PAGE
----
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I worked in an OMFS practice for four years, I have moved away for school, and I have a question about conscious sedation. The doctors I worked for administered a valium/demerol mix and a steroid before surgery as needed by the case or by the patient. I know what all of the drugs are targeting (I have pharmacology right now in a masters program) but do you think that the valium is used primarily for its anxiolytic effect or for its anterograde amnesia effect? I am assuming it is primarily for the anxiolytic effect - just curious as to what anyone thinks or knows. I appreciate it. Thanks.
 

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anxiolysis/sed is obviously the primary intended effect, amnesia is just a benefectial side effect.

I don't thimk too many people use or reccomend valium/demerol. Most commonly it is fentanyl/versed. valium has too long of a half-life, including active by-products. Demerol has some dangerous croos-rxn, and has a bad rep. Fentanyl is just a lot cleaner to use.
 
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thanks - i noticed fentanyl in my reading/studying - i assumed that it was the anxiolysis - i appreciate your help.
 

north2southOMFS

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omfsapplicant said:
I don't thimk too many people use or reccomend valium/demerol. Most commonly it is fentanyl/versed. valium has too long of a half-life, including active by-products. Demerol has some dangerous croos-rxn, and has a bad rep. Fentanyl is just a lot cleaner to use.

I think he is referring to before the sedation appt as a po dose, in order to put the pt. in a more calm demeanor when they arrive, not the versed/fentanyl which is given IV during the sedation.
 

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At my residency we also tend to add propofol after the fentanyl/versed mix. This is because most of our patients are crack-whores and heroine-users (who are afraid of needles!?) and their bodies eat that stuff up like crazy. A dose that would knock most of us off our feet won't even touch these people.
 

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north2southOMFS said:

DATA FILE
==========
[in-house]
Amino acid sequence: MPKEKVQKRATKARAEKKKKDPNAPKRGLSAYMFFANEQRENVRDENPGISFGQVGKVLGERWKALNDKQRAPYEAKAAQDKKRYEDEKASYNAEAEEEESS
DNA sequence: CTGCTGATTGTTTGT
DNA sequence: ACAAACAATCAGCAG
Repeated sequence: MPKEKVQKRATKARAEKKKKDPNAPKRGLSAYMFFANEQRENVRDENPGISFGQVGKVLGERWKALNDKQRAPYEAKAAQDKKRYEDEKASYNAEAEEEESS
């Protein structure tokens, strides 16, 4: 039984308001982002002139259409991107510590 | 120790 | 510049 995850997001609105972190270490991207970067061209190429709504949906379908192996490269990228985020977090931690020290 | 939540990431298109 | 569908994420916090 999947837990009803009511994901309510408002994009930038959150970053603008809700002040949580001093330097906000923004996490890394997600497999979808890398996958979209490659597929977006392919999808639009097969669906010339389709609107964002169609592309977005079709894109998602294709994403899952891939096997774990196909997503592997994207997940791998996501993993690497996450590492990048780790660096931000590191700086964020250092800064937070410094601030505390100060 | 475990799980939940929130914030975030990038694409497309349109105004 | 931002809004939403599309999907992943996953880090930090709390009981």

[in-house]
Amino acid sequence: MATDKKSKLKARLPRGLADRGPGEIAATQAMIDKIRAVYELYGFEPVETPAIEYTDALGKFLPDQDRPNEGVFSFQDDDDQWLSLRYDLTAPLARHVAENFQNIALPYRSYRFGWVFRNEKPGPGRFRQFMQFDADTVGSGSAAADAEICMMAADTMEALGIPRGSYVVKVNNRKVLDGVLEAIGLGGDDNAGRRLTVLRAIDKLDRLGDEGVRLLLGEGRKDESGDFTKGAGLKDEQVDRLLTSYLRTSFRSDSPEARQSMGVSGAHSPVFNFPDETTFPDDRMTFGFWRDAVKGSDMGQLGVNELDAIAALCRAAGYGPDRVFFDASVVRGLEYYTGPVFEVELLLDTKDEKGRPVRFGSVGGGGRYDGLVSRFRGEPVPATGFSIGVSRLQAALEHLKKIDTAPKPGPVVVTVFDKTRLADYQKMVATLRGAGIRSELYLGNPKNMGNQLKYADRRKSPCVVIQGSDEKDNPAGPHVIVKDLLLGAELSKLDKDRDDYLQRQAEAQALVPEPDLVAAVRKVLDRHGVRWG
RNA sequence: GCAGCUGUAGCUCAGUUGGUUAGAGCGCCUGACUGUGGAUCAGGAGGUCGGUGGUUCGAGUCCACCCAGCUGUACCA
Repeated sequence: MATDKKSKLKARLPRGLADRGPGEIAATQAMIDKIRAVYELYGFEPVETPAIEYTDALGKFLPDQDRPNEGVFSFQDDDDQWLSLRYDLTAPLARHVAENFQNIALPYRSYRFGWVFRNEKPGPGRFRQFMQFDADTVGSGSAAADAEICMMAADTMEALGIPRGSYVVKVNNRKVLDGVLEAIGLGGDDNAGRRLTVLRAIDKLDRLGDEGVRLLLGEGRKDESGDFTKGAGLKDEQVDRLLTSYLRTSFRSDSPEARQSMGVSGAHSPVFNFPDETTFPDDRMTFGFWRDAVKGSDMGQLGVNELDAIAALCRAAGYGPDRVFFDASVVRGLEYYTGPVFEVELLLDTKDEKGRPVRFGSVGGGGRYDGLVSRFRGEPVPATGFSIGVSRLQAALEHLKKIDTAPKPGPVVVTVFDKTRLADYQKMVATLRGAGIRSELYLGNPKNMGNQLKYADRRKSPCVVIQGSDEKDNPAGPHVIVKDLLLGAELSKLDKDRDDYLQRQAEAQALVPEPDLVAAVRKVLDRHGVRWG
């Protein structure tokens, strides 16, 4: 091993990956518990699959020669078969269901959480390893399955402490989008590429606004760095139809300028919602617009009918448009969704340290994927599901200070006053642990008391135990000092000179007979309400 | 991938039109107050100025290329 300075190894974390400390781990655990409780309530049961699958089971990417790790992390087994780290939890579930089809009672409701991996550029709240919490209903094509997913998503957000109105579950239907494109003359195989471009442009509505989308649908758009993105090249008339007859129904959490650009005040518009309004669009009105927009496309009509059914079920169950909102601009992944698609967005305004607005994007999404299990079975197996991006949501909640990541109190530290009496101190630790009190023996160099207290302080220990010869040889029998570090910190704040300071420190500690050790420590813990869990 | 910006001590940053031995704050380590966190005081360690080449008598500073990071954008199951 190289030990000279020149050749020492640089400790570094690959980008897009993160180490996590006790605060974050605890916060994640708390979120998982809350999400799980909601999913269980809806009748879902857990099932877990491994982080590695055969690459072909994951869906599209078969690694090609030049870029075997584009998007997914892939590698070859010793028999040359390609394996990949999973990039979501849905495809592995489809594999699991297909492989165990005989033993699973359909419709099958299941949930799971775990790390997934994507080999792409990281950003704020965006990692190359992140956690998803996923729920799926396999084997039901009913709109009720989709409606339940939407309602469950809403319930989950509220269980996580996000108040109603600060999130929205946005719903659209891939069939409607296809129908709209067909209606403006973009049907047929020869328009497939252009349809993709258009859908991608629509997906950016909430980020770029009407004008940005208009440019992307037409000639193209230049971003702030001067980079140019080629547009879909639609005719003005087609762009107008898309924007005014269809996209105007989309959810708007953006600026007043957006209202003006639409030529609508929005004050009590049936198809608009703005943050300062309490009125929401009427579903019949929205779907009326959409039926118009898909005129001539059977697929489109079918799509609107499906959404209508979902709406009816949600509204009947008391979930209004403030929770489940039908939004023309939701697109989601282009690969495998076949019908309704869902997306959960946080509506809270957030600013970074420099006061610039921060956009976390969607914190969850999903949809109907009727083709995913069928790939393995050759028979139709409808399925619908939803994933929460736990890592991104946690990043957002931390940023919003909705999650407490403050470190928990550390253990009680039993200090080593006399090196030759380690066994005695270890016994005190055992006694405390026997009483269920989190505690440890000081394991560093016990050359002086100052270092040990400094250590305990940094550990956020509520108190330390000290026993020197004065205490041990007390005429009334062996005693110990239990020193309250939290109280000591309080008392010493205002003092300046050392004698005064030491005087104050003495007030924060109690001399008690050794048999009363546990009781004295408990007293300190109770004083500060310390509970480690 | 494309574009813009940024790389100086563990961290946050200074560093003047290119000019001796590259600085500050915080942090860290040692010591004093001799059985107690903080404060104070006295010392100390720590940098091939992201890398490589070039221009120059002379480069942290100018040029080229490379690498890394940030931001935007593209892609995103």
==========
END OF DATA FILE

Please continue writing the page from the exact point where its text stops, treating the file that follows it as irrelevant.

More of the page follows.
I think he is referring to before the sedation appt as a po dose, in order to put the pt. in a more calm demeanor when they arrive, not the versed/fentanyl which is given IV during the sedation.
they said conscious sedation
 

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north2southOMFS said:
I think he is referring to before the sedation appt as a po dose, in order to put the pt. in a more calm demeanor when they arrive, not the versed/fentanyl which is given IV during the sedation.
On a related note, how common is it to do this - give the patient a po dose of fentanyl/versed before the appt? I've got some schizo patients that just won't shut up and I wear myself out at the appointments. I asked my director about it, but he made a big deal about having to use the triplicate forms and suggested I try nitrous instead.
 

omfsres

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griffin04 said:
On a related note, how common is it to do this - give the patient a po dose of fentanyl/versed before the appt? I've got some schizo patients that just won't shut up and I wear myself out at the appointments. I asked my director about it, but he made a big deal about having to use the triplicate forms and suggested I try nitrous instead.
The big advantage of IV is the ability to titrate to effect. You typically get a response in a few minutes. Reversability is also important. PO sedation is hard to control.
 

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USC2003 said:
Versed and Fentanyl do not come PO, only IM or IV. Valium is used to give pre-op.

And you can use the IV form as PO. Just mix with something tasty.
 

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It is true that there is a fentanyl lolly pop but as far as I know its use is restricted by the FDA and as far as mixing versed with a juice to drink it, you can't prescribe versed to a patient for them to pick it up at a pharmacy and use it at home. My point was that versed/fentanyl are not used as pre appointment meds.
 

Jediwendell

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USC2003 said:
It is true that there is a fentanyl lolly pop but as far as I know its use is restricted by the FDA and as far as mixing versed with a juice to drink it, you can't prescribe versed to a patient for them to pick it up at a pharmacy and use it at home. My point was that versed/fentanyl are not used as pre appointment meds.
Griffin is in a GPR which means she can do conscious sedation, therefor give a PO dose of versed to a patient in office prior to appointment time. I think we were all just chiming in that there were PO options for the drugs you mentioned, not that you could send a fentanyl lolly pop or a dose of versed home with the patient.